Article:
My friend Rory Vaden is an example of driver, determination and discipline. After a spectacular time selling for the famed book company Southwestern, he launched their consulting business. He is an accomplished speaker and has written a terrific new book on using discipline in your life to achieve your dreams and goals. You can download a free excerpt here.
I asked Rory to share his three favorite principles from the book (all seven follow Rory’s picks):
The Paradox Principle of Sacrifice: The short term easy leads to the long term difficult while the short term difficult leads to the long term easy. I love this one because it strikes the core fundamental premise of the book that self-discipline does not mean a harder life – it means an easier one! Problems that are procrastinated on are only amplified yet most of us lean towards indulgence, distraction and temptation because it seems easy in the short term. Yet we don’t realize that distraction is a dangerously deceptive saboteur of our goals and when you appropriately account for the consequences of our choices compounding over the length of our lifetime you can see that the easy things in the short term (buying on credit, eating junk food, slacking off at work, sexual temptation, substance abuse, etc) create a much more challenging life in the long term. The illustration of this is similar to the time value of money in how it compounds over time except it is looking at the time value of our choices and evaluating each decision through a long term perspective rather than a short term one.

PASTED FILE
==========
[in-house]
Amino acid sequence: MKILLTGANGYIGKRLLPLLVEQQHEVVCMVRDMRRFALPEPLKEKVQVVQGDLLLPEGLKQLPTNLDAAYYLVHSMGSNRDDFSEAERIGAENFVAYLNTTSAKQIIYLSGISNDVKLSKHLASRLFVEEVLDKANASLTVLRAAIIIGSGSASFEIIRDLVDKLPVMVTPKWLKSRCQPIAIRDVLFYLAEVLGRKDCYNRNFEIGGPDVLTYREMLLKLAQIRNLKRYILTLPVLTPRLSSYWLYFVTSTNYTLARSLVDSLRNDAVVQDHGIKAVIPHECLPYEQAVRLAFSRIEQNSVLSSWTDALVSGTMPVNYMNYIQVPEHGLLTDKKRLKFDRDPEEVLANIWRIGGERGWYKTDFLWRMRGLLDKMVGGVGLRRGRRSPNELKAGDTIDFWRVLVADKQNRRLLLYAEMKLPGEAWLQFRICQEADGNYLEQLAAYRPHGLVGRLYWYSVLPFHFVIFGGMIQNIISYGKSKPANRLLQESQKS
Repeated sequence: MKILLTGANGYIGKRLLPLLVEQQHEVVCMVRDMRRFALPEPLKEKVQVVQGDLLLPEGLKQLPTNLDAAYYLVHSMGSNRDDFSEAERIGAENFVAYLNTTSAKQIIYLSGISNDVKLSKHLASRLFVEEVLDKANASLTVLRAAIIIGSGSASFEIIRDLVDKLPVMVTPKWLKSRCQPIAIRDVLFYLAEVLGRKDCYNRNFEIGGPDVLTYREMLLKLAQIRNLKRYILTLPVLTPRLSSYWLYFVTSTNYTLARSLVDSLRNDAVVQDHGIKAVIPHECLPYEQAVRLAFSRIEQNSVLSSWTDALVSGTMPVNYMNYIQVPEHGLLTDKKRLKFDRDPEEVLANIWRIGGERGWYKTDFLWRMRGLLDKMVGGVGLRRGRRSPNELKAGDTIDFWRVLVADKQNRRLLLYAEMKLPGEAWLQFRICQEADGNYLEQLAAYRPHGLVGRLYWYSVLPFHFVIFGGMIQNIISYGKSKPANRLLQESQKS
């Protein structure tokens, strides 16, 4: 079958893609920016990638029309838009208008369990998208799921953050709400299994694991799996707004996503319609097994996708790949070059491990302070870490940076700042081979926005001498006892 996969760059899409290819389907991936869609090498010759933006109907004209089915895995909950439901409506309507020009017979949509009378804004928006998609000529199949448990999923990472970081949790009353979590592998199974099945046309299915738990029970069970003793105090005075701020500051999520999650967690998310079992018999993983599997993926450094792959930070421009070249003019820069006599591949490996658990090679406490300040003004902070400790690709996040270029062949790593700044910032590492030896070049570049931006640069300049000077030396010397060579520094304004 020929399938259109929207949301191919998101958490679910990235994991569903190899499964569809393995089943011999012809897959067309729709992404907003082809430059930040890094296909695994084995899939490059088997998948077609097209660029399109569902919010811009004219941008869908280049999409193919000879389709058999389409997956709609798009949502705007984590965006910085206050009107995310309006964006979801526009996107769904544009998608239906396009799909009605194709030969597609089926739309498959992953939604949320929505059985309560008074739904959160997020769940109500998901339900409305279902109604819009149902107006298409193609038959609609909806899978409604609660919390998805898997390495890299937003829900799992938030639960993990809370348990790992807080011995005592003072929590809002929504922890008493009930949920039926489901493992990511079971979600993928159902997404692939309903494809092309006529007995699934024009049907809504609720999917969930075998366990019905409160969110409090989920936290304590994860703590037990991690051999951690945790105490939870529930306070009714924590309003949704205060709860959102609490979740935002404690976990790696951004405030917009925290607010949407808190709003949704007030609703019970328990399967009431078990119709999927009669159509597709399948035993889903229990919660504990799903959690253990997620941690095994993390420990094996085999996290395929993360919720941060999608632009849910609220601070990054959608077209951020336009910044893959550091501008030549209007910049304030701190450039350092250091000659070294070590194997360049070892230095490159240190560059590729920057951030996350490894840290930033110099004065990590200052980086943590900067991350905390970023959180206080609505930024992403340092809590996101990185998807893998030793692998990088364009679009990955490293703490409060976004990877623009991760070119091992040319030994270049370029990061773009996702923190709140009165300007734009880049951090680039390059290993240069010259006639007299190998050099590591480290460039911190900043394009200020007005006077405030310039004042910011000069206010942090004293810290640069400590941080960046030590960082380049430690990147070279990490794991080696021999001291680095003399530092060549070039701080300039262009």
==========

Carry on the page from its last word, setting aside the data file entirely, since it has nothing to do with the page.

The Perspective Principle of Faith: Our ability to have peace is directly proportionate to the term of our perspective. All other 6 strategies of the Take the Stairs mindset have to do with achieving success but this one is my favorite because it helps us understand what to do with failure. There have been times in our lives where we feel like we have been disciplined and done everything in our power and we still failed or there have been times where bad things seem to happen to us for no reason. What do we do with that? The way of the escalator world is to use failure and tragedy as justification for not bothering with discipline because “it might now work out anyway” but that is one of the points of difference between average people and successful people. Without exception every single successful person has failed over and over at something and it was those failures that were the very things that made them great. And there are things that happened to us that were negative at the time but now looking back we can see why they happened that way and are often grateful that they did. Successful people again have a longer term perspective knowing that less the ability to see the entire future we aren’t entitled to evaluate why bad things happen today. That perspective gives them peace from knowing that the difficult things we are dealing with today are often shaping us into who we will need to be at some point in the unforeseeable future. Having the appropriate perspective also gives a Take the Stairs person peace because they do everything in their power to be successful and if it doesn’t work out then they know it is because it was supposed to happen that way and even though they might understand it now they know its for a greater glory later on. Other people don’t have that benefit because when things don’t work for them in their life they don’t know if it was meant to be that way or if it was because they didn’t show up and put in the work. The payoff of perspective is incredible peace.